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Colder oceans means less and smaller fish. (Photo: Hans-Petter Fjeld, Creative Commons by sa 2.5)

Calculating future cod in the Barents Sea

The temperature of the subpolar North Atlantic is going lower. This implies decreasing cod stocks in the Barents Sea over the next five to six years, shows study.


The water in the subpolar North Atlantic takes several years to reach the Barents Sea. As the water in this region is currently colder than normal, temperatures in the Barents Sea may be expected to decrease during the coming years. Lower sea temperatures usually implies less cod. 

This prediction for the cod fisheries is presented in a new study led by Marius Årthun from the Bjerknes Centre for Climate Research and the Geophysical Institute at the University of Bergen. The study shows, for the first time, skillful long-term predictions of the Barents Sea cod stock up to seven years in advance. Such predictions of fish stocks can provide invaluable information for the management of marine resources.

– This relations between temperature and cod was known already in Nansen and Helland-Hansens time. We have tested our prediction on the last 60 years of observations, and can see that it is concurrent with the actual cod stocks, says Marius Årthun.

In the last few years the water that flows from the Atlantic Ocean through the Norwegian Sea and into the Barents Sea has been warmer than normal. Toward 2024, the water will again be cooler. Årthun’s work shows how such natural fluctuations between periods with warm and cold water in the North Atlantic influences the Barents Sea cod stock.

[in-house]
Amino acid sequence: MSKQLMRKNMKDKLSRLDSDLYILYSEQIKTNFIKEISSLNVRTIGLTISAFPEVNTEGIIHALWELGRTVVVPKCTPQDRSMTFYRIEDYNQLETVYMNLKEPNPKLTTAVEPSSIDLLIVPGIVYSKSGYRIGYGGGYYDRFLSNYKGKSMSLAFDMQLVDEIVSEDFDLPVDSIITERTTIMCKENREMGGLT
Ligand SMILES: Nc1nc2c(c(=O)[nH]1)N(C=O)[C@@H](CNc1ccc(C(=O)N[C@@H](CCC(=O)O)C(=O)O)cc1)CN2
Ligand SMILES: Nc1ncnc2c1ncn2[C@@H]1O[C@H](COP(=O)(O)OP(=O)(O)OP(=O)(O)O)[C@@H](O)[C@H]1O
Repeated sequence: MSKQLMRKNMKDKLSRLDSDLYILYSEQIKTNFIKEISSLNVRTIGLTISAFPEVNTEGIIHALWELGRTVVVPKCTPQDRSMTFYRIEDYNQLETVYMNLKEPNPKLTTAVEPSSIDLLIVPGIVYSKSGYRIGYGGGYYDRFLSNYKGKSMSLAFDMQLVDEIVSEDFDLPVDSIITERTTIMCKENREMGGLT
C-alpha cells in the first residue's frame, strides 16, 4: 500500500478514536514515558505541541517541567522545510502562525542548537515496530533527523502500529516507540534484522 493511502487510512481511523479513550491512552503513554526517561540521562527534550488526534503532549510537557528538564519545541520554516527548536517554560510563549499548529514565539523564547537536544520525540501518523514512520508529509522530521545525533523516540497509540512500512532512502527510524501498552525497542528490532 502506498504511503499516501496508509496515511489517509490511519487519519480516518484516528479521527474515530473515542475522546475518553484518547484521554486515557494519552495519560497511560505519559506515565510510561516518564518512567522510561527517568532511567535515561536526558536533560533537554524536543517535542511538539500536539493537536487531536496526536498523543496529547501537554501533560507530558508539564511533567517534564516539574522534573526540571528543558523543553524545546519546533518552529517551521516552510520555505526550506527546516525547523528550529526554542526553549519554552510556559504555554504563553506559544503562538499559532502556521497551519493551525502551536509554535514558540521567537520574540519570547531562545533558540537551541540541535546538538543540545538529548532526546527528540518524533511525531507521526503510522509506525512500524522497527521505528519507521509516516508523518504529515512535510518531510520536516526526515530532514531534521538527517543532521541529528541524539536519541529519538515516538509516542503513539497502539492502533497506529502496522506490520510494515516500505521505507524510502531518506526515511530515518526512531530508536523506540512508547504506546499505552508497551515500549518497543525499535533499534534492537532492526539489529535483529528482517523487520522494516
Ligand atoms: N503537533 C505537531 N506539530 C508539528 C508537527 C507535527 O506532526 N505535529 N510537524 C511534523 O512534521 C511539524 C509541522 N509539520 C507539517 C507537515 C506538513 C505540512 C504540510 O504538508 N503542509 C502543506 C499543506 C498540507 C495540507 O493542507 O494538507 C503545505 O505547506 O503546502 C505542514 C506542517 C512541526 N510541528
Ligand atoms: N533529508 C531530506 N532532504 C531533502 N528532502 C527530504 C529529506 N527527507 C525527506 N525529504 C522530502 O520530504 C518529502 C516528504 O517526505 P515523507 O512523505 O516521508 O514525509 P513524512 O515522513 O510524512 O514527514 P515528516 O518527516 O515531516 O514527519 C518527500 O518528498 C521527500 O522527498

Listen to our podcast (in Norwegian) with Marius Årthun here:

Going from 1-3 to 7 years of predictions

Cod is one of the most commercially important fish in the North Atlantic. In order to establish sustainable fishing quotas the International Council for Exploration of the Sea (ICES) regularly estimates cod stocks for the next one to three years. These predictions are based on knowledge about the biology of cod, environmental factors such as ocean temperature, and human impact from fishing. However, longer-term predictions have been considered difficult because of the complexity of the marine-ecosystem. 

The new study by Marius Årthun, with contributions also from the Norwegian Institute of Marine Research and the German Helmholtz-Zentrum Geestacht, strongly challenges this traditional view.

"The field of marine climate prediction is emerging as one of the huge challenges for marine researchers. To be a part of this development is exciting and rewarding," says Årthun.

"Predictions such as these will be very valuable for the management of ocean resources."



Årthun M, Bogstad B, Daewel U, Keenlyside NS, Sandø AB, Schrum C, Ottersen G. (2018):

Climate based multi-year predictions of the Barents Sea cod stock. PLoS ONE 13(10): e0206319.